Move over, virtual tours: a new platform professes to enable prospective renters to tour properties at their leisure.
Tour24 debuted in December at apartment buildings in Houston, as well as at South Cathedral Mansions in Woodley Park. UrbanTurf decided to take the app out for a spin to see if the conveniences of a self-tour were worth the inconveniences of such new technology.
Before touring, potential renters must fill out a guest card and input their credit card information. These steps are part of a three-step verification process Tour24 touts as a security measure; the third step, facial recognition, can be required at the discretion of each property.
After scheduling the tour, one downloads the Tour24 app and the app for the apartment building that they would like to tour. (Tour24 says that there will be just one app in the future.)
When you get to the building, you sign into both apps, use a predetermined code to enter at the callbox, and turn the Bluetooth on your smartphone so the apps can access your location data. Once inside the building, the experience is relatively simple, albeit surreal.
The property's app gives directions and suggestions, guiding the prospect through the building to the amenities while describing each amenity similar to how a leasing agent would. The next step in the tour, however, made this writer glad her tour was still during business hours.
After arriving at the apartment you will tour, you switch back over to the Tour24 app to unlock the door. The apartment doors have electronic locks, so the Bluetooth enables the app to detect your proximity to the lock and use your phone as a fob.
On the first try, the app did not register my being in front of the door, requiring me to sign out and sign in again. The second time around, the app registered the presence of the lock and activated the fob, but the handle didn't turn, demonstrating the potential pitfalls of self-touring — technology cannot account for human error, and the door had been manually locked by a staff member earlier in the day.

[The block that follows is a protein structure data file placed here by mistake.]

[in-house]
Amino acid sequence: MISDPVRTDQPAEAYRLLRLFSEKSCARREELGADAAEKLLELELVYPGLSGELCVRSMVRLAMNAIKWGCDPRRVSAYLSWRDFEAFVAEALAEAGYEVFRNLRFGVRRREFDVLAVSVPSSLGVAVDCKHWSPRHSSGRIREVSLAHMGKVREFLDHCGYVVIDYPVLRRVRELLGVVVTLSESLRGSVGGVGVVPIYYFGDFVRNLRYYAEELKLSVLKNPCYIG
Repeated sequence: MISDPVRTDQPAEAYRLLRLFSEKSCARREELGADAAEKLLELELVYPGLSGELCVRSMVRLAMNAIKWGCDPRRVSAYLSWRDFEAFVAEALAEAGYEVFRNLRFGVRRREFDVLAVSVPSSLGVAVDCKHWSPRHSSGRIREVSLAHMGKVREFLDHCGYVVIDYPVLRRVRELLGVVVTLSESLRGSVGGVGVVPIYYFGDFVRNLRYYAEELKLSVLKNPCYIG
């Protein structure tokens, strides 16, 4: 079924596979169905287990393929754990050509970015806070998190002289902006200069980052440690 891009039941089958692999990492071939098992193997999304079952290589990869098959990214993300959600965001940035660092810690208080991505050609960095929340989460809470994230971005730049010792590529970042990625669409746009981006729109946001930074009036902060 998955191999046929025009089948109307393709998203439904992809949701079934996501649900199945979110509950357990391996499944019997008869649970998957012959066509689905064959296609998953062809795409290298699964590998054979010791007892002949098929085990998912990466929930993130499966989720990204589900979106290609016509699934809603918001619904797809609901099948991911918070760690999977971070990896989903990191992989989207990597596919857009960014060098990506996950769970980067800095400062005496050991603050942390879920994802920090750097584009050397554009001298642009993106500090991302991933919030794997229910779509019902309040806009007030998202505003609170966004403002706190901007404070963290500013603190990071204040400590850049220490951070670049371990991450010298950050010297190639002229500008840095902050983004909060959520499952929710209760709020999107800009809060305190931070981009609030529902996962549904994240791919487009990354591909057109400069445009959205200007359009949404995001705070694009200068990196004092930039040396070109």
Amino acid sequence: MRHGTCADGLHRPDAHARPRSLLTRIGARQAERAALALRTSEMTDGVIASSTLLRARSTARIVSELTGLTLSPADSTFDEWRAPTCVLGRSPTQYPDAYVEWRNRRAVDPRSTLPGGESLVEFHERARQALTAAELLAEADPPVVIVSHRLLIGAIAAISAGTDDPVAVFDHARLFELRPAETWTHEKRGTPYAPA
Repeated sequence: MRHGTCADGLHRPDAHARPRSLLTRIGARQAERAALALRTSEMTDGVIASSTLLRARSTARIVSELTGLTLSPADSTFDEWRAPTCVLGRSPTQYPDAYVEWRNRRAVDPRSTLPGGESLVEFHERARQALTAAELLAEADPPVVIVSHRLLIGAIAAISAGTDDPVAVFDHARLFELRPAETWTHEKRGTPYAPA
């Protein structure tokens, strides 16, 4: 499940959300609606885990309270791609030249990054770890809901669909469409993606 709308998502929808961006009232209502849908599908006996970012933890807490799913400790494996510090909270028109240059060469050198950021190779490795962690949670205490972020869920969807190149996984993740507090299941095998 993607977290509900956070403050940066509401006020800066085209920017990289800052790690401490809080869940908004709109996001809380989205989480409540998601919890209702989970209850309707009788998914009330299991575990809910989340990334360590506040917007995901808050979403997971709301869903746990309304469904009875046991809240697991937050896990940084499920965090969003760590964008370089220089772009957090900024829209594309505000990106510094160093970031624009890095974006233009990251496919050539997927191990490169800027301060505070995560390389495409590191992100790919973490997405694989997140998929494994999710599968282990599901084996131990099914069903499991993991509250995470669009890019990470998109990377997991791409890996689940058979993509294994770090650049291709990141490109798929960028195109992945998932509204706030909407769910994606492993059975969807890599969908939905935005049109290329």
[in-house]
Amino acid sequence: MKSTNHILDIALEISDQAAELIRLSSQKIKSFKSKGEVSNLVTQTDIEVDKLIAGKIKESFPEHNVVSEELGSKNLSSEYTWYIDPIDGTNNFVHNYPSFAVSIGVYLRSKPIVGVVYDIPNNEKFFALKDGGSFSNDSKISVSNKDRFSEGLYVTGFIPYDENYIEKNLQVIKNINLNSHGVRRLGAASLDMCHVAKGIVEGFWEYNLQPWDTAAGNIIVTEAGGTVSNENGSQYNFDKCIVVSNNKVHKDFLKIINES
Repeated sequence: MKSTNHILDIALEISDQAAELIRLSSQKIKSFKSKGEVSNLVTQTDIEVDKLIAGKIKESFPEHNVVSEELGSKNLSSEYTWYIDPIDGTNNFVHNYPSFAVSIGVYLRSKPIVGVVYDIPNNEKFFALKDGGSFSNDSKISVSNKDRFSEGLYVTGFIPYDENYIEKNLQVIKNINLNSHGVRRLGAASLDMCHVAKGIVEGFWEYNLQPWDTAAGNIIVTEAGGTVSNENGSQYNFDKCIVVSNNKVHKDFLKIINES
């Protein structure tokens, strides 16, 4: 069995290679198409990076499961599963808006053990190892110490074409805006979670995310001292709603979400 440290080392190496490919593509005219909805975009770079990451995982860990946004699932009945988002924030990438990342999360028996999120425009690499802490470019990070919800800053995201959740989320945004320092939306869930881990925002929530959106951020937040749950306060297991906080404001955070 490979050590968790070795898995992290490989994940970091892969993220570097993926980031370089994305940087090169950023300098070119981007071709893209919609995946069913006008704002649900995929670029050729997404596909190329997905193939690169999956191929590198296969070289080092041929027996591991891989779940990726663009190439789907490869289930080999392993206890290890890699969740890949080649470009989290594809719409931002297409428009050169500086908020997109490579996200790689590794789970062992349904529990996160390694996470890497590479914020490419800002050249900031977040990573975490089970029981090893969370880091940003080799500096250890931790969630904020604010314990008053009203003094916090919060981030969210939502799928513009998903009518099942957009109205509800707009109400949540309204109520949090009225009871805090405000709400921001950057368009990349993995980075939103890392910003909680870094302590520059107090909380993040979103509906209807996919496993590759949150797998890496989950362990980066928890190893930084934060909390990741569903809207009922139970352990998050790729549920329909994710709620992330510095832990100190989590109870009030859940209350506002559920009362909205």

While a visit back downstairs to the concierge desk and the help of an on-site manager still afforded the opportunity to see the apartment and complete the tour, the possibility remains that some prospects touring after business hours could slip through the cracks. Also, although the apps gather data on location and duration of time spent on the premises, it is unclear how prospects who overstay their welcome will be dealt with.
Overall, the platform creates more opportunity for prospects to view a property (or at least properties outfitted with electronic locks throughout); just be prepared for the possibility of returning for a second look during the daytime. Tour24 is in talks with other properties in DC to deploy the platform elsewhere.
This article originally published at https://dc.urbanturf.com/articles/blog/has-the-future-of-apartment-touring-arrived/15063.
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